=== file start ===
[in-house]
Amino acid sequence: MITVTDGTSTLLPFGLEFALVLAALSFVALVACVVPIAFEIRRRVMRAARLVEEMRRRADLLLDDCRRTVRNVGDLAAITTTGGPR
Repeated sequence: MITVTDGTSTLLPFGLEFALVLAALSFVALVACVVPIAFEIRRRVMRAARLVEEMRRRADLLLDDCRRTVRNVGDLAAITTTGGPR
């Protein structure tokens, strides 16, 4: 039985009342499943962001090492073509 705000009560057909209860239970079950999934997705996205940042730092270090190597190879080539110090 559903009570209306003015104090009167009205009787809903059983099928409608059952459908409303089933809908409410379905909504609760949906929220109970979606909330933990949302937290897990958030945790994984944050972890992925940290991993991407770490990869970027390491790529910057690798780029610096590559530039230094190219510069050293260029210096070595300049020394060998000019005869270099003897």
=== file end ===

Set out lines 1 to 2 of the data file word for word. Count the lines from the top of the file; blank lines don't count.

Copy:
[in-house]
Amino acid sequence: MITVTDGTSTLLPFGLEFALVLAALSFVALVACVVPIAFEIRRRVMRAARLVEEMRRRADLLLDDCRRTVRNVGDLAAITTTGGPR